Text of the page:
We have found colour-annotating phylogenies to be an extremely powerful way to inspect sequence data and form testable experimental hypotheses in our own research [11]. While colour-annotations can be produced manually using a tree viewer for small trees and a handful of alignment sites, ChromaClade makes this possible for datasets containing hundreds of taxa and alignment sites. We recommend ChromaClade as a useful exploratory tool for linking phenotype to genotype when studying any group of related organisms.

Availability and requirements

Project name: ChromaClade.

Project home page:

Operating system(s): Platform independent.

Programming language: Python.

Other requirements: Command line version requires Python 3 and Python module Biopython; Linux/Unix graphical version also requires Python module Pillow.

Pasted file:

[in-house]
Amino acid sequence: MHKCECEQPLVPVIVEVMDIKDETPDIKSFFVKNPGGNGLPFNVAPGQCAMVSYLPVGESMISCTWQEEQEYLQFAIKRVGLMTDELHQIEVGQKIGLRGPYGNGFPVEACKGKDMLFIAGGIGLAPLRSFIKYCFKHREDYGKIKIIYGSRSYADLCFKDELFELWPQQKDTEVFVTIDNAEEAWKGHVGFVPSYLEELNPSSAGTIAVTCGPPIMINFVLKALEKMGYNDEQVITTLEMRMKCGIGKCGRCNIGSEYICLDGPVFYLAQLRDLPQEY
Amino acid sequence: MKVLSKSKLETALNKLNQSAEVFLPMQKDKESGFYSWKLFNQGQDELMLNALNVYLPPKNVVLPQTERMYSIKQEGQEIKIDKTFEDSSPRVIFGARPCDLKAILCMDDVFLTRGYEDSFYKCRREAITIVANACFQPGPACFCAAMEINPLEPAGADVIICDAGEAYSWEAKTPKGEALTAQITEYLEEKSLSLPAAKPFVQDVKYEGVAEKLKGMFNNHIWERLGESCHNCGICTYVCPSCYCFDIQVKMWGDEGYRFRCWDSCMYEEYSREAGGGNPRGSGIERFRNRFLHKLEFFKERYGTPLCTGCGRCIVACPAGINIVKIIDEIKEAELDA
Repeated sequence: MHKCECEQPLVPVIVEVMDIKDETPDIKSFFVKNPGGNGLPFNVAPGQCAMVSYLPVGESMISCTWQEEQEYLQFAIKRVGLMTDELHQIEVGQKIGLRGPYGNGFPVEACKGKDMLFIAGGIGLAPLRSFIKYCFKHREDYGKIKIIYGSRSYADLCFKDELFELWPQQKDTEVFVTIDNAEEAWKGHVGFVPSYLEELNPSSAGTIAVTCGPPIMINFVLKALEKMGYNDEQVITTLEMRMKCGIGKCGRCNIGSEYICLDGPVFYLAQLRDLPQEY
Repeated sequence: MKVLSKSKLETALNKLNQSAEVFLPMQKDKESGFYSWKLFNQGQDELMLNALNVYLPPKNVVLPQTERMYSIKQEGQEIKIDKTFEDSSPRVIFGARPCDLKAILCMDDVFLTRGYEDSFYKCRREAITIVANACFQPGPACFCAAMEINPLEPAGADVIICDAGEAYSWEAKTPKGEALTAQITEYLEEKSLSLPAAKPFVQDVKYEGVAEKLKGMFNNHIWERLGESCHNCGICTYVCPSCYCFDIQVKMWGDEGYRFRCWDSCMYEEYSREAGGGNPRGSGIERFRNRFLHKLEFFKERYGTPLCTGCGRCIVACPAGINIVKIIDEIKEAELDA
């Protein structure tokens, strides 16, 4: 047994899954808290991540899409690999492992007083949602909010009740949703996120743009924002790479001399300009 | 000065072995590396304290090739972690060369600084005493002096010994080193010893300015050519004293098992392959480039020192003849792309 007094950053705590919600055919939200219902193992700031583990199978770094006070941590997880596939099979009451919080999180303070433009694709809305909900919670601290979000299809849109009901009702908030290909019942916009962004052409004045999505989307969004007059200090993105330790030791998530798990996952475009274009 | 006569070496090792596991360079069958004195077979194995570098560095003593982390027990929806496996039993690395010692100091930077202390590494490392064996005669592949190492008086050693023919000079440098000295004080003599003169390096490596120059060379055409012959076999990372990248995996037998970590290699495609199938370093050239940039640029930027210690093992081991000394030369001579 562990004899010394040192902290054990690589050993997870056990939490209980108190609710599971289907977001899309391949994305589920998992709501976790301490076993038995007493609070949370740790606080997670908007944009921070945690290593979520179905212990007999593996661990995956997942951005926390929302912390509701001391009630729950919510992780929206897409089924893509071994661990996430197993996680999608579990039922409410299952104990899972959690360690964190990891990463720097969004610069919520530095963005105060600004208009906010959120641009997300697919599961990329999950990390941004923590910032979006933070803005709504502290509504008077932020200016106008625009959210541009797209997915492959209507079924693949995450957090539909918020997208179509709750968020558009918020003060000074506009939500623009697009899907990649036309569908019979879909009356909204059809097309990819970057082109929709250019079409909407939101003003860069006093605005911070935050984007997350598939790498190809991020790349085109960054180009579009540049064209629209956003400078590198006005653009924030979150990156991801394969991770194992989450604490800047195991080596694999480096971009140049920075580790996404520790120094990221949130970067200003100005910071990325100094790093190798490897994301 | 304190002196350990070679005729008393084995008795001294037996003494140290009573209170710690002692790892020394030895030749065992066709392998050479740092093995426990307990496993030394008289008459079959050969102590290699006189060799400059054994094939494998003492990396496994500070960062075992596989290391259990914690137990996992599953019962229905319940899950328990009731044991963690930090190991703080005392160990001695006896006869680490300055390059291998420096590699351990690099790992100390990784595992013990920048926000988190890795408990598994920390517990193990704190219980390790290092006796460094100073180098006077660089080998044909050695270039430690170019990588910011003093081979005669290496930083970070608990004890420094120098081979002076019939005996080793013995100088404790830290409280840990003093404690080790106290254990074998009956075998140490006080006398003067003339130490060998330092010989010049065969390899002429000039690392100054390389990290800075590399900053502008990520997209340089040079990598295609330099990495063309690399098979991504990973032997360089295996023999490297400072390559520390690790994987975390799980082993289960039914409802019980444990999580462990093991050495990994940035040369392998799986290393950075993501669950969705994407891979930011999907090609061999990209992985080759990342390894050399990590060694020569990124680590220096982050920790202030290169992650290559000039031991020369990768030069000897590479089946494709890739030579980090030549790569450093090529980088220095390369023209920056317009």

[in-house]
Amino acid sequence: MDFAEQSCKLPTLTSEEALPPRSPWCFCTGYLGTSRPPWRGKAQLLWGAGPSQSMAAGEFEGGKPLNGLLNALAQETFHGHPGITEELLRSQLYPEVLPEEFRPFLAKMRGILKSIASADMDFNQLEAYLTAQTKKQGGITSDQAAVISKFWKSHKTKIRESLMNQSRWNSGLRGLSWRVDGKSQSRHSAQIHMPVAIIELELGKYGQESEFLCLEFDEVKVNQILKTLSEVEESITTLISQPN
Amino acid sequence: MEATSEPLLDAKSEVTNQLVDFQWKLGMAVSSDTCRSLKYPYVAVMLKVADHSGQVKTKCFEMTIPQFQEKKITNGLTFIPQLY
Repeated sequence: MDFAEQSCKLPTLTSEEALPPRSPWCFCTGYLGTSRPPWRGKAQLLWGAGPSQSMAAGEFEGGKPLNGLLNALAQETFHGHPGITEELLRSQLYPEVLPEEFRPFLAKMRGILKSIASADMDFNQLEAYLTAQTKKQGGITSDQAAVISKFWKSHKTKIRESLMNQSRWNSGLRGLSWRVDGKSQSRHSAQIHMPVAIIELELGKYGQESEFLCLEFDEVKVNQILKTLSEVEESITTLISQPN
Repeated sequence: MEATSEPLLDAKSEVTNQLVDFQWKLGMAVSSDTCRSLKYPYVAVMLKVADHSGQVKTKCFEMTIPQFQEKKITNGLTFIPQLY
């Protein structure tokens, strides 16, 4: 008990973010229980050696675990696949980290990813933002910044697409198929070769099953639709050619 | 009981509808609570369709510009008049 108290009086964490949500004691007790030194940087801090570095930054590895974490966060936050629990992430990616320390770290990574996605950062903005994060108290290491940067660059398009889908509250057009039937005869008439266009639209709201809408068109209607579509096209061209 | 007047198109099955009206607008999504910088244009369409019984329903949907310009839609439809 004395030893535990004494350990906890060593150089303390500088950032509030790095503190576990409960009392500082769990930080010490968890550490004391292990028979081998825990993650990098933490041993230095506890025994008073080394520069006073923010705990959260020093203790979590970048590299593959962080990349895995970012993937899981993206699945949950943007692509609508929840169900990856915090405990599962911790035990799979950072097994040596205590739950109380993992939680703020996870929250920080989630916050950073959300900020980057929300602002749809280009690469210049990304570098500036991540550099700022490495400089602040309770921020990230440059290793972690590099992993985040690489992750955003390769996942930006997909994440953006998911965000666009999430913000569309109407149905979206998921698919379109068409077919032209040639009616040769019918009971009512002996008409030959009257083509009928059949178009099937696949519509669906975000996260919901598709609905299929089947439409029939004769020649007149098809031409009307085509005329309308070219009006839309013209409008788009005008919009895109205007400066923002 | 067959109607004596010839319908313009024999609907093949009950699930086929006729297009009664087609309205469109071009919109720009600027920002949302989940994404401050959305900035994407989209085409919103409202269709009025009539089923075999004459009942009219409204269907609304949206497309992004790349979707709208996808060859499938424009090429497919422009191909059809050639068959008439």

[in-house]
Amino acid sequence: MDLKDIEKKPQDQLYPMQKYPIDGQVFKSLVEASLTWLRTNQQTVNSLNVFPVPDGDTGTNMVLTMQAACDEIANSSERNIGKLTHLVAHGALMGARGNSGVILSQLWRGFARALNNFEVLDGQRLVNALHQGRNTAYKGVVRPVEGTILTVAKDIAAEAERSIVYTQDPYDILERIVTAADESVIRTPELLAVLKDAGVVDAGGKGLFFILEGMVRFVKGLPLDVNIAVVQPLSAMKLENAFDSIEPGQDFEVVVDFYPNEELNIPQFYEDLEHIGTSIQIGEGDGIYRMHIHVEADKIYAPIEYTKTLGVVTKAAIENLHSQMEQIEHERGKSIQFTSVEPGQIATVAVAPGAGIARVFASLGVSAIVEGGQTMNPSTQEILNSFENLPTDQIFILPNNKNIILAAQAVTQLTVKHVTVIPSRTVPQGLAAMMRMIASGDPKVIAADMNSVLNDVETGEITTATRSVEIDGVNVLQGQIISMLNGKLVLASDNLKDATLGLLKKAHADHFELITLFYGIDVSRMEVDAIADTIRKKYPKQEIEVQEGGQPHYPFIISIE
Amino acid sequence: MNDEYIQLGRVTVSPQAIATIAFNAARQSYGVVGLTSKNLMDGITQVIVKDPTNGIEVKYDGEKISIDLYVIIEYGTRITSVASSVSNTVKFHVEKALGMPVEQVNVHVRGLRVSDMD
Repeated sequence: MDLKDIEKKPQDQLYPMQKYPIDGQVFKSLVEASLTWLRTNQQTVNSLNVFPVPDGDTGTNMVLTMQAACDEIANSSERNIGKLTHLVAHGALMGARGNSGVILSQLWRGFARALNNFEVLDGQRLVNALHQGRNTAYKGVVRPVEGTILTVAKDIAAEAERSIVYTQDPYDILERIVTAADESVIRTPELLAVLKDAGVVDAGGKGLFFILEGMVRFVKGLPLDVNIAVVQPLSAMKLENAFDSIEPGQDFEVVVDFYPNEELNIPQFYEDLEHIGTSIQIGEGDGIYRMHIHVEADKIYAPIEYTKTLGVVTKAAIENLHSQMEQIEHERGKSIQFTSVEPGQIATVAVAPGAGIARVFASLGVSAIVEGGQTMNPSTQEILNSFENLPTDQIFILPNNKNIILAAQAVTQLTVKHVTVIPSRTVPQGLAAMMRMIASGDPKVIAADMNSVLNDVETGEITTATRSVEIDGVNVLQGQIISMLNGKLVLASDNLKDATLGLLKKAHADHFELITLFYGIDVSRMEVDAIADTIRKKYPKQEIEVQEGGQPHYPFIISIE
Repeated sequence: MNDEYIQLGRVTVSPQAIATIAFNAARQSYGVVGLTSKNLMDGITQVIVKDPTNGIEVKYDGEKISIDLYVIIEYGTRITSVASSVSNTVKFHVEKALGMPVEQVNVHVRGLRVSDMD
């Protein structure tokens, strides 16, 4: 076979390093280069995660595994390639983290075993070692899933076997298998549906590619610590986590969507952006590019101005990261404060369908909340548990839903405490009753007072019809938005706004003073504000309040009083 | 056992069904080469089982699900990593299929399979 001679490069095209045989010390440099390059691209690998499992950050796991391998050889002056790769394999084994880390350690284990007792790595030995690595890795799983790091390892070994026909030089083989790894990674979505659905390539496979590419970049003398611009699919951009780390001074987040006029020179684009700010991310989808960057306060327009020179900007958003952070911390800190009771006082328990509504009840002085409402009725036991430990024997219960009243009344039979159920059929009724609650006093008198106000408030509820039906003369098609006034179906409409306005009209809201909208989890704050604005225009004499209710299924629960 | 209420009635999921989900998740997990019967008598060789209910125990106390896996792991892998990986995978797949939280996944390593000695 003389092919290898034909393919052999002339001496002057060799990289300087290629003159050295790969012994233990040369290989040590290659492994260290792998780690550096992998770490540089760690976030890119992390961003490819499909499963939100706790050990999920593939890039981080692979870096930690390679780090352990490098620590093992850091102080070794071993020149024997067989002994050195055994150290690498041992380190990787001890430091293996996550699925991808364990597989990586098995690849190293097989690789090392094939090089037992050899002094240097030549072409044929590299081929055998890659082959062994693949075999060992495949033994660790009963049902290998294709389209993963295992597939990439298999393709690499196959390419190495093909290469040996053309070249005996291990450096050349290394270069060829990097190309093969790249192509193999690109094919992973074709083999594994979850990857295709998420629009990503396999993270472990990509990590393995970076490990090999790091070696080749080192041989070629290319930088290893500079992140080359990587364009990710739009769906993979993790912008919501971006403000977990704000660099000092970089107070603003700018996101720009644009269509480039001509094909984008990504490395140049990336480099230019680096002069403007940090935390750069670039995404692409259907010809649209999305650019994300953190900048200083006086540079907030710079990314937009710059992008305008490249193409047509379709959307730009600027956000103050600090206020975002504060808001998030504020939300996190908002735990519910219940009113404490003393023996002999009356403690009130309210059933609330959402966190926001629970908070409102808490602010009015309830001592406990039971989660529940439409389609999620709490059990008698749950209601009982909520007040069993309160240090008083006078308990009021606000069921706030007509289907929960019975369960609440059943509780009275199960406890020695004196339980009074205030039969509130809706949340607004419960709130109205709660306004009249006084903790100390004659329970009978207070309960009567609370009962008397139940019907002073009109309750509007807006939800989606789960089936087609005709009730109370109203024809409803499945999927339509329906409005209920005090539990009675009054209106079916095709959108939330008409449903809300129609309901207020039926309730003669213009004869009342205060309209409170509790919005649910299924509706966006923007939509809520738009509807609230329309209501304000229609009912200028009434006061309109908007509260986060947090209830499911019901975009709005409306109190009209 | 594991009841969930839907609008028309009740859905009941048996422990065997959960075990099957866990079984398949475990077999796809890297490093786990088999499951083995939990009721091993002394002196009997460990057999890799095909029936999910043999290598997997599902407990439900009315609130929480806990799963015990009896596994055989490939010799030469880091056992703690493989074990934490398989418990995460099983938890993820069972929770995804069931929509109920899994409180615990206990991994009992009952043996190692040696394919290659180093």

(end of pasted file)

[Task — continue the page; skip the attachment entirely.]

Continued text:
License: Apache 2.0.

Any restrictions to use by non-academics: None.

Availability of data and materials

ChromaClade Python source code and application files for Windows and macOS are available at under the Apache License 2.0. Data analysed are publicly accessible from the Los Alamos HIV Sequence Database ( and the Influenza Virus Resource at the National Center for Biotechnology Information (



human immunodeficiency virus type 1


Influenza A virus


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We thank colleagues in the UCL Division of Infection and Immunity for testing the software and two anonymous reviewers for helpful comments.